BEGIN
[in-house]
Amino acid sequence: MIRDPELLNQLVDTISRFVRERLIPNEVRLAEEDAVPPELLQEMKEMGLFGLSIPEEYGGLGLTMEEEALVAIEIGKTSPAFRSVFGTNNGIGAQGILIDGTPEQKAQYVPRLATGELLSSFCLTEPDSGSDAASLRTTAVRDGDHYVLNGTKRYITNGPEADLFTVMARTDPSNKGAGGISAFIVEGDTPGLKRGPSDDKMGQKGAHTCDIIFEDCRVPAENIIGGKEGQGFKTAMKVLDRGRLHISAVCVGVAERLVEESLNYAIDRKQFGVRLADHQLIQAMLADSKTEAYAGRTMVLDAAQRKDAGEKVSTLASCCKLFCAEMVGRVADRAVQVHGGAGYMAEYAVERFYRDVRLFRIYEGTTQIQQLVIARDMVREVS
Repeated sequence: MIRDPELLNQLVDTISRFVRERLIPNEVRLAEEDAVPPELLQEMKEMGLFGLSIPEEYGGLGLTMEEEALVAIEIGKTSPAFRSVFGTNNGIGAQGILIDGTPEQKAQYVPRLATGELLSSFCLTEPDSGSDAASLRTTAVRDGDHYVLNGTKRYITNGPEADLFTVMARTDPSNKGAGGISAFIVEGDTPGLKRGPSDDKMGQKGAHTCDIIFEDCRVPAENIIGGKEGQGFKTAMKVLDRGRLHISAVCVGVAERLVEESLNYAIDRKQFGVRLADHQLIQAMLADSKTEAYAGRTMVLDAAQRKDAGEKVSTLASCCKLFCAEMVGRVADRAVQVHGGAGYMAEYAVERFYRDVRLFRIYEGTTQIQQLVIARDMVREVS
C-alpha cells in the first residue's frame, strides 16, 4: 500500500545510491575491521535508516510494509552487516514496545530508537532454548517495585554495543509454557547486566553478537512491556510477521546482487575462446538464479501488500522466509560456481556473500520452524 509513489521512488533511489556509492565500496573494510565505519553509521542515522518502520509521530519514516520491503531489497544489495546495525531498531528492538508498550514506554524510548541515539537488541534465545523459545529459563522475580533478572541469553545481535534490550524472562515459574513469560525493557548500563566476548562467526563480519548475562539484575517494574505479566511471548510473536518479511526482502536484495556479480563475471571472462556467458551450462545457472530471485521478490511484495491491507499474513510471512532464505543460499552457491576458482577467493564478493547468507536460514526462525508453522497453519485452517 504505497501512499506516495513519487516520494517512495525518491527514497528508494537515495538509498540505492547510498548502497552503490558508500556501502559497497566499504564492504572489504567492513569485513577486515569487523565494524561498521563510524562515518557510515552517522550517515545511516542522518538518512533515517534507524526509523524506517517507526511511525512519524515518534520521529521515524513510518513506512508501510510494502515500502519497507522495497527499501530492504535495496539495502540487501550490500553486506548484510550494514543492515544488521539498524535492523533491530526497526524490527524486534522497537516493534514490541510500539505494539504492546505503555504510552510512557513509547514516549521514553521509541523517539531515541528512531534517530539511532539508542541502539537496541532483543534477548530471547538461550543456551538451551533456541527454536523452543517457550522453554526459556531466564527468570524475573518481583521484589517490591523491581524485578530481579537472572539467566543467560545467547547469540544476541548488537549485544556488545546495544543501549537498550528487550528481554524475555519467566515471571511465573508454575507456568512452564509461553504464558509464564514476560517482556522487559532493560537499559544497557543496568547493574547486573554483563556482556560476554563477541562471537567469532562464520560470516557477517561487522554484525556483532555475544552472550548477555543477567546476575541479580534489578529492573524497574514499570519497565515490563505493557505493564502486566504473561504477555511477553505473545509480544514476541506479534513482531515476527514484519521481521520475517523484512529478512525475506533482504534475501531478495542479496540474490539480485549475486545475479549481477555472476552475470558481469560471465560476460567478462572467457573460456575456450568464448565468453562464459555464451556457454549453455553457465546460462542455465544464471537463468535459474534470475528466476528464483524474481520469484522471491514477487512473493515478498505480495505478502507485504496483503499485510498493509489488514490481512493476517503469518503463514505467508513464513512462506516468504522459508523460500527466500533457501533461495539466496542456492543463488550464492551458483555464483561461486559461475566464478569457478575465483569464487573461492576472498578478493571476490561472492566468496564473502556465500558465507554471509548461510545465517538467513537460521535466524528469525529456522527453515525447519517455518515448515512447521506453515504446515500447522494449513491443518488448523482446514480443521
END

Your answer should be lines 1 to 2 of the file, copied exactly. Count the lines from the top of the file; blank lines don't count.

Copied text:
[in-house]
Amino acid sequence: MIRDPELLNQLVDTISRFVRERLIPNEVRLAEEDAVPPELLQEMKEMGLFGLSIPEEYGGLGLTMEEEALVAIEIGKTSPAFRSVFGTNNGIGAQGILIDGTPEQKAQYVPRLATGELLSSFCLTEPDSGSDAASLRTTAVRDGDHYVLNGTKRYITNGPEADLFTVMARTDPSNKGAGGISAFIVEGDTPGLKRGPSDDKMGQKGAHTCDIIFEDCRVPAENIIGGKEGQGFKTAMKVLDRGRLHISAVCVGVAERLVEESLNYAIDRKQFGVRLADHQLIQAMLADSKTEAYAGRTMVLDAAQRKDAGEKVSTLASCCKLFCAEMVGRVADRAVQVHGGAGYMAEYAVERFYRDVRLFRIYEGTTQIQQLVIARDMVREVS